CNN analyst – Raw Story

According to CNN analyst Nic Robertson, Donald Trump’s inexplicable plan to withdraw 12,000 troops from Germany is a parting gift to Vladimir Putin that has the added benefit of angering a staunch U.S. ally much to the delight of the Russian strongman.

Noting that the president re-election prospects are in “freefall,”  Roberson called Trump, “the gift that keeps on giving for the Kremlin: his unpredictability, while often a pain, for them is continual grist for their propaganda mill.”

At issue has been the president’s contentious relationship with Germany’s Angela Merkel who he considers a rival on the world stage, which has led to several years of confrontations.

“The reality is Trump has bullied German Chancellor Angela Merkel from the get-go, and not just on Germany’s sub-par defence spending commitment of 1.38% of GDP, but about exports of BMW cars and trade in general,” he wrote. “At their first meeting in the White House in spring 2017 the President barely looked Merkel in the eye, refusing to shake her hand; at a NATO summit in 2018 he berated her over breakfast. And now this.”

“Whatever Trump’s motive, be it petulance or indeed a strategic pivot to Asia, as [Defense Secretary] Esper has explained in recent weeks, the reality leaves allies rattled and runs counter to the US’s long-term benefit; now those European countries must look to themselves for defense — not for a quick fix, but as a major strategic shift,” Robertson explained. “Trump hasn’t caused a common European defense agreement to spring up overnight but he has compressed the wait until there is one, and none of this is good for America right now.”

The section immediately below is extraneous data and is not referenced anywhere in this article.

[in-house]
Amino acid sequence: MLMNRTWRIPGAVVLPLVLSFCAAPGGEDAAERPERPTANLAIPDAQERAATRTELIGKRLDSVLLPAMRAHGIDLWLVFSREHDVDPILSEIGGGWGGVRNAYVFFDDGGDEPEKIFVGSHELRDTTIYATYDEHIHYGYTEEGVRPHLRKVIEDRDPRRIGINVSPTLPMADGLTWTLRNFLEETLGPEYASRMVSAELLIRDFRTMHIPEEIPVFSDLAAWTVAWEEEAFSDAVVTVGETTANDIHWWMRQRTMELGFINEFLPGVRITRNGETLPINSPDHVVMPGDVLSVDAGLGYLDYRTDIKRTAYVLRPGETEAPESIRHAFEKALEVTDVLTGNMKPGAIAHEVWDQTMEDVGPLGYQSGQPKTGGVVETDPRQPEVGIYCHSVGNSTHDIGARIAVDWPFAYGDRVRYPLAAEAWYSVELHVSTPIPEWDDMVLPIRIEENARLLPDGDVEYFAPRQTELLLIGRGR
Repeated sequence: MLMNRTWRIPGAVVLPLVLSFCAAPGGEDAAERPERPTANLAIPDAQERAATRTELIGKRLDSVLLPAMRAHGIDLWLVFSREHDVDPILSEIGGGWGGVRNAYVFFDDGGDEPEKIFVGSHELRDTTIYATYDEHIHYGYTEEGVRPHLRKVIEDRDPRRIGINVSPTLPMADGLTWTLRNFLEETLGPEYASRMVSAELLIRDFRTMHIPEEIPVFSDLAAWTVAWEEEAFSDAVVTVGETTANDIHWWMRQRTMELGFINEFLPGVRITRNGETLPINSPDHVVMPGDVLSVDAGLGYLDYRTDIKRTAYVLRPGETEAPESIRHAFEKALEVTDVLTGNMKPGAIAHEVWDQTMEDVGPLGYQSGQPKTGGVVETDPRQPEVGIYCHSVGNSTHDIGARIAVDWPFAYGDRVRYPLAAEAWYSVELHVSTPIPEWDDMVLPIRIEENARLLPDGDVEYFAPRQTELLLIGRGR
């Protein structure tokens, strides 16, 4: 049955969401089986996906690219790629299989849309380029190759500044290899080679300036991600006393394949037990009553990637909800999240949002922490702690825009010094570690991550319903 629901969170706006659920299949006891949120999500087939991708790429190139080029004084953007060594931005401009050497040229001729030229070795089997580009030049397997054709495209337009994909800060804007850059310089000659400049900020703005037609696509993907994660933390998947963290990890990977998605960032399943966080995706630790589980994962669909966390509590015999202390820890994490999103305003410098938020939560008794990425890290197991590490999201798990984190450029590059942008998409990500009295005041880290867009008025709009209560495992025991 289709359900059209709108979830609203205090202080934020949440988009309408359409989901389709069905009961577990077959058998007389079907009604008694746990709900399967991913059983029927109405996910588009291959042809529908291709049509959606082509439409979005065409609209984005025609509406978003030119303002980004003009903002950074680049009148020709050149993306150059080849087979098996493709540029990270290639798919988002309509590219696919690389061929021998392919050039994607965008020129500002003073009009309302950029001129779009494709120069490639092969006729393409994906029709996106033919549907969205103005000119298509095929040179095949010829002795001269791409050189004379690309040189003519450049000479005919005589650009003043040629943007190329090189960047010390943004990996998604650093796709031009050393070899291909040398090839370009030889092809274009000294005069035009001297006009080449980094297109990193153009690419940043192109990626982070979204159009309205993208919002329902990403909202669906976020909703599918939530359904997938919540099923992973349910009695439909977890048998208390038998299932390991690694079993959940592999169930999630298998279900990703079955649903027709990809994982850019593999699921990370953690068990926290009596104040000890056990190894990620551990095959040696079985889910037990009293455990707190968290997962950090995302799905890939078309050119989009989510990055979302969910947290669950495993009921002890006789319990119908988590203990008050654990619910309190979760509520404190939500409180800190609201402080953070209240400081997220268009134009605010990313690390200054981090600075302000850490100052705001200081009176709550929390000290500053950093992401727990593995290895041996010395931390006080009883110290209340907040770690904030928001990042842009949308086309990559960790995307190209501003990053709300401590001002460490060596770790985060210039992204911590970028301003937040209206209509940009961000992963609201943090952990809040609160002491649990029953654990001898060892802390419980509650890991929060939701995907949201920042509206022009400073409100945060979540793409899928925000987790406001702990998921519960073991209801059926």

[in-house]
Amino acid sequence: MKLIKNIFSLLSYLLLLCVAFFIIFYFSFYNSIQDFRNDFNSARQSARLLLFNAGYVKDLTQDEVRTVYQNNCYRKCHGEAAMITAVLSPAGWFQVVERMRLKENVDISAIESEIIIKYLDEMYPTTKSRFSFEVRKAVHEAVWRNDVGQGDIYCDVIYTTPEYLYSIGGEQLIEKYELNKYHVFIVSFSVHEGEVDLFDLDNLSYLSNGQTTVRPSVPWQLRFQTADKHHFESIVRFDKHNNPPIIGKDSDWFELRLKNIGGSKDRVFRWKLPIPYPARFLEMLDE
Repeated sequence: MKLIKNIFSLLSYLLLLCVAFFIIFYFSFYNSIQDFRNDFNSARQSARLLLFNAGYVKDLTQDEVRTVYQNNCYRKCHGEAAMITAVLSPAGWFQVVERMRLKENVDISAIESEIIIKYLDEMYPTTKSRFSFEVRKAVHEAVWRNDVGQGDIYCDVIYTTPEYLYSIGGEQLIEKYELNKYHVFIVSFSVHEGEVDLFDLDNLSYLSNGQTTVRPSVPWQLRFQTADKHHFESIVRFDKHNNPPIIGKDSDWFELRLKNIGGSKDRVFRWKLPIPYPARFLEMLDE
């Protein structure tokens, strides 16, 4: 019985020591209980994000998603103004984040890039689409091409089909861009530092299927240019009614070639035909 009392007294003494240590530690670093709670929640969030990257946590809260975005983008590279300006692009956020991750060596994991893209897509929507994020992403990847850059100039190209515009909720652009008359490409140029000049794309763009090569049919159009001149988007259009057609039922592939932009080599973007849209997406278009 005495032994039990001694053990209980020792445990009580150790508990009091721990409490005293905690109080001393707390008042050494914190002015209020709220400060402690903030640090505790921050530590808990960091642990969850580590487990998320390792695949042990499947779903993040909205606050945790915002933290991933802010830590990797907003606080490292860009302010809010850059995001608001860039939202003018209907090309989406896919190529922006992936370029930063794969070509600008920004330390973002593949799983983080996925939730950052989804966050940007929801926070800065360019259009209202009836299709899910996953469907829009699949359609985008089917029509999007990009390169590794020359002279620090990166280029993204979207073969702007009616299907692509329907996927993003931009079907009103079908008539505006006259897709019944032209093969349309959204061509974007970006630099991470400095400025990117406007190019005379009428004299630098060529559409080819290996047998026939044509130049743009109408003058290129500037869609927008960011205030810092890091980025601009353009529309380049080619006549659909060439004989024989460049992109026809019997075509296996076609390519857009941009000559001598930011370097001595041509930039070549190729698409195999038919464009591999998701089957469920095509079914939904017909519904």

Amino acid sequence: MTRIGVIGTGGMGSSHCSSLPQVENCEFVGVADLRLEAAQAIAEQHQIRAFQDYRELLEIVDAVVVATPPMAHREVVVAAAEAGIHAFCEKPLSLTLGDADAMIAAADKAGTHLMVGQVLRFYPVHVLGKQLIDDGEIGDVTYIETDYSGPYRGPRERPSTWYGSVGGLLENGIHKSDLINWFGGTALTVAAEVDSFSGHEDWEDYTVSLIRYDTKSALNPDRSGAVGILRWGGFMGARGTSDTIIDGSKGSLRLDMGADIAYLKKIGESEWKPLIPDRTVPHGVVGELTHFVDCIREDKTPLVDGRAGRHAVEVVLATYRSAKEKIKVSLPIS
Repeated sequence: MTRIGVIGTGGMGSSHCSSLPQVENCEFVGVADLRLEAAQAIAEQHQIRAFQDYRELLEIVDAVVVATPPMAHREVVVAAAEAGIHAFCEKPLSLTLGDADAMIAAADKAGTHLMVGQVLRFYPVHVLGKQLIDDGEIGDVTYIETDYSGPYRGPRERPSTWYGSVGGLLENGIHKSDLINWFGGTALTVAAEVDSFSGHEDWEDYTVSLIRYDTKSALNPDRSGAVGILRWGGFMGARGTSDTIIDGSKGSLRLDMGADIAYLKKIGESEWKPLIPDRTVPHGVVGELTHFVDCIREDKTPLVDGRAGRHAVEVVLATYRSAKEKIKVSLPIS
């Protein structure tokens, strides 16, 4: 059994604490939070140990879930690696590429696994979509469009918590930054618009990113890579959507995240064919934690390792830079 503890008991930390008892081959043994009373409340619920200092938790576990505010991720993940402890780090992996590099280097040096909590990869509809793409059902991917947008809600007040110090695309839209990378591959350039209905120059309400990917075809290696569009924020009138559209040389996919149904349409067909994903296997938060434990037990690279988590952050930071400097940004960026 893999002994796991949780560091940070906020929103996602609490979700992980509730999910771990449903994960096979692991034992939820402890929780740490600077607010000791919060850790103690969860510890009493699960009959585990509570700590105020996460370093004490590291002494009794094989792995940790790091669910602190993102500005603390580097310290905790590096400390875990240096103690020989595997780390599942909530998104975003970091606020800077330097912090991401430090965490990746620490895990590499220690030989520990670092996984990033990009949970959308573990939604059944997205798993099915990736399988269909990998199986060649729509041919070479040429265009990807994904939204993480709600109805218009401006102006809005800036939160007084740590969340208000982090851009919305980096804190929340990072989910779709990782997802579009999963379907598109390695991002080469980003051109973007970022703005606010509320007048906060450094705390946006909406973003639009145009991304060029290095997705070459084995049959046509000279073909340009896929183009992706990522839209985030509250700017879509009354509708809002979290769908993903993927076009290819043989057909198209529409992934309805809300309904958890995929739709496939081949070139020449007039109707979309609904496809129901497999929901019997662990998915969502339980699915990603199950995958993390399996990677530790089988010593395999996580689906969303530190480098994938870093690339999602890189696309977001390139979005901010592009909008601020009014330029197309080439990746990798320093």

He went on to note that it is unlikely the president will back off on his decision which has been widely criticized, saying one need only look at how badly  Trump has managed the coronavirus pandemic and his refusal to change course or take responsibility for it.

“He is simultaneously enabling Russian President Vladimir Putin, a strategic foe who is already on the offensive, while disabling allies vital in that same fight. It is a double own goal, typical of a US President who insists on playing by his own rules. If the Covid-19 pandemic, which appears to be running the clock down on his presidency, can’t teach him that sometimes convention does have the answers, there is little likelihood he’ll reverse course on the 12,000 troops,” he wrote. “Perhaps a new American president will be elected this November with enough time and persuasive powers to repair the rift Trump has caused with his country’s allies. It won’t be easy, as Trump’s trust deficit is compounded by all those who stood by his side.”









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